Silence, Secrecy and Subterfuge: Going in Search of A Shop in Britain

It has taken us a year of looking for premises for our brick-and-mortar Foodie Bugle Shop, and we still have not signed any rental lease or purchase deeds to a high street shop ~ who would have believed it would take this long?

If we had known then what we know now, we might have been much wiser. We would have known that the reason why nearly all of Britain’s high streets are covered with corporate chains {endless branches of Primark, Greggs, Tesco, Morrisons, Waterstones, Cath Kidston, Poundland, Boots, White Stuff, Fat Face, Joules, Burger King, Clarks, Costa Coffee, Cafe Nero, Specsavers….} as well as a trillion estate agents, is because rents plus rates on a busy street in southern provincial Britain cost anything up to £100 000 per annum {or £220 000 or more in purchase price} for a decent size shop with reliable footfall. A living cannot be made from a tiny shop in a quiet street. May the good Lord help you if you are looking near or in London, or need a really big, prime site shop~restaurant.

Then, on top, of course there are bills + staff wages + insurance + stock + shop fittings etc. So you need to make at least double that figure in turnover in your first year just to scrape by.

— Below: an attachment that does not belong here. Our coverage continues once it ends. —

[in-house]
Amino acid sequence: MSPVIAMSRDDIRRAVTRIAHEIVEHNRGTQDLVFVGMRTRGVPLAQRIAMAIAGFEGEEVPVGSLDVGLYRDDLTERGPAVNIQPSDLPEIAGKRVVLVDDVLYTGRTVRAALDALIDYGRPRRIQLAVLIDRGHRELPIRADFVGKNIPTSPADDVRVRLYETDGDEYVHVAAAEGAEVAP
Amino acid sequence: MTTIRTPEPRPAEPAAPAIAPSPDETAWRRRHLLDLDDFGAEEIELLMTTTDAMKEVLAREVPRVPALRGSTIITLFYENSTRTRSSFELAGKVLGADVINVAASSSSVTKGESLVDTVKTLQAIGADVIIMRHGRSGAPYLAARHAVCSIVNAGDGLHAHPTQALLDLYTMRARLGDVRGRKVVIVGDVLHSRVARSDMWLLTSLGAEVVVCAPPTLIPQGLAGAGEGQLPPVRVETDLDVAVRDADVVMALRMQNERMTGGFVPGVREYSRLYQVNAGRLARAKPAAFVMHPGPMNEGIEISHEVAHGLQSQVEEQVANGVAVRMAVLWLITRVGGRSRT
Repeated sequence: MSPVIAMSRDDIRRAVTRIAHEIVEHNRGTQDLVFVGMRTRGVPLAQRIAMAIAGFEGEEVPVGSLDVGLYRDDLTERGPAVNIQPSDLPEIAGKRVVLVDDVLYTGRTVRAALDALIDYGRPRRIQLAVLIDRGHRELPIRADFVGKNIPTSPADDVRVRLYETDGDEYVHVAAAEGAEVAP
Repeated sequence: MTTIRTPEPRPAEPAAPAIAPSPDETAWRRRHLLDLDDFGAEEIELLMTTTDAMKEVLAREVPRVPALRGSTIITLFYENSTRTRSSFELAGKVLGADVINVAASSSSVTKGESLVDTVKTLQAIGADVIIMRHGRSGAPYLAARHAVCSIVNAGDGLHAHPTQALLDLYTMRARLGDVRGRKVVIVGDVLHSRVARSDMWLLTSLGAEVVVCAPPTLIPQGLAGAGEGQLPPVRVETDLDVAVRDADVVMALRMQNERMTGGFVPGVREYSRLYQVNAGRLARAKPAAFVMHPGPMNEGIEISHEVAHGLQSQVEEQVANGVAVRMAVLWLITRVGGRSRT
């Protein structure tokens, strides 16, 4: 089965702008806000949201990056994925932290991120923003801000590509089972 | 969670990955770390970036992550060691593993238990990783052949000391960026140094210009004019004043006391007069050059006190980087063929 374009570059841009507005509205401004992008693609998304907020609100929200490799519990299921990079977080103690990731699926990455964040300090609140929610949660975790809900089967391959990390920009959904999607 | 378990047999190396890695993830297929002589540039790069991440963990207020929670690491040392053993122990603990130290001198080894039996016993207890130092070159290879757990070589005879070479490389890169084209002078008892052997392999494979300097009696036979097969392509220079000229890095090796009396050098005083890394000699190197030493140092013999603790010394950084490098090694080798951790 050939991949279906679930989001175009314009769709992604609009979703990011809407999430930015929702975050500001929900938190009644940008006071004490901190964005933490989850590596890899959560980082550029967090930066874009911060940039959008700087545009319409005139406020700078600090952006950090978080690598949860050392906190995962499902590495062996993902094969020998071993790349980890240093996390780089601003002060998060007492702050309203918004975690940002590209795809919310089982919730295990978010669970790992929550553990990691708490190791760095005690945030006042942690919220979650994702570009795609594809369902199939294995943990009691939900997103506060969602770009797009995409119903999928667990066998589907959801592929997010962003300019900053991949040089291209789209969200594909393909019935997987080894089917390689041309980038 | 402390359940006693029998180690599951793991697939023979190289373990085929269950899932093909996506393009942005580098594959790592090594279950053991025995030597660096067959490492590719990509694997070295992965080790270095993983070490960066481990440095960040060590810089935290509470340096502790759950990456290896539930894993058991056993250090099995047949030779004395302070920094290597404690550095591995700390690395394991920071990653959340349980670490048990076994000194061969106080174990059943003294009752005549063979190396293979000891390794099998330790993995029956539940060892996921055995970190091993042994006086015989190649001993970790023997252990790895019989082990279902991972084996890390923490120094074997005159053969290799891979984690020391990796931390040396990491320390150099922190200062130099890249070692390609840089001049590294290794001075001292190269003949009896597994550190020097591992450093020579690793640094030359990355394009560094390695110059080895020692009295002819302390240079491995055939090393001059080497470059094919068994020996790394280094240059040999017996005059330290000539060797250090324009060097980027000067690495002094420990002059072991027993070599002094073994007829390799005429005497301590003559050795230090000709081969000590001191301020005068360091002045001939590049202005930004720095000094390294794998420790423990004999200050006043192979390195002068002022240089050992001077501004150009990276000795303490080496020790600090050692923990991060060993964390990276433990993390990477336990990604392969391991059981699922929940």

We would have known that if you are a family owned independent business without a proven track record estate agents, landlords and councils will not reply to your enquiries to see shops that have stood empty and boarded for years. They would rather the shops stay empty, waiting for a phone call from Greggs, Tesco, Morrisons, Primark….There is no overall vision for the streetscape, for its aesthetic, its variety and its purpose in a changing world.

Many landlords do not want a grocery shop in their building: we have been told that food is “dirty, there might be grease, there might be effluence”. But Tesco is acceptable.

We would have known that the world of retail is secret, silent and cliquey, so that existing tenants won’t talk about which shop might be vacant soon on their street or are vague about when they might be leaving. Landlords pretend to offer you their shop to gauge what its value might be, but as soon as you bid for it they “change” their mind.

Deals are done under the radar. You are used as a pawn to increase the bidding price on a coveted pitch, cast aside when you are no longer of use, then re-contacted to engage in a new bid. The retail land grab is lawless and mindless.

So we may need to widen the net a bit further, in search for that elusive part of Britain that still has a high street, maybe an empty farm shop, or open-minded landlords and residents that might welcome an old-fashioned, artisan grocery~provisions~supplies store.

We want to sell local food, employ locals and {unlike many companies} we pay taxes, have no debt and don’t do subterfuge. So while newspaper headlines crown Mary Portas “the single-handed saviour of Britain’s high street”, we’re on our own, still looking, baffled and confused

Onwards and upwards.

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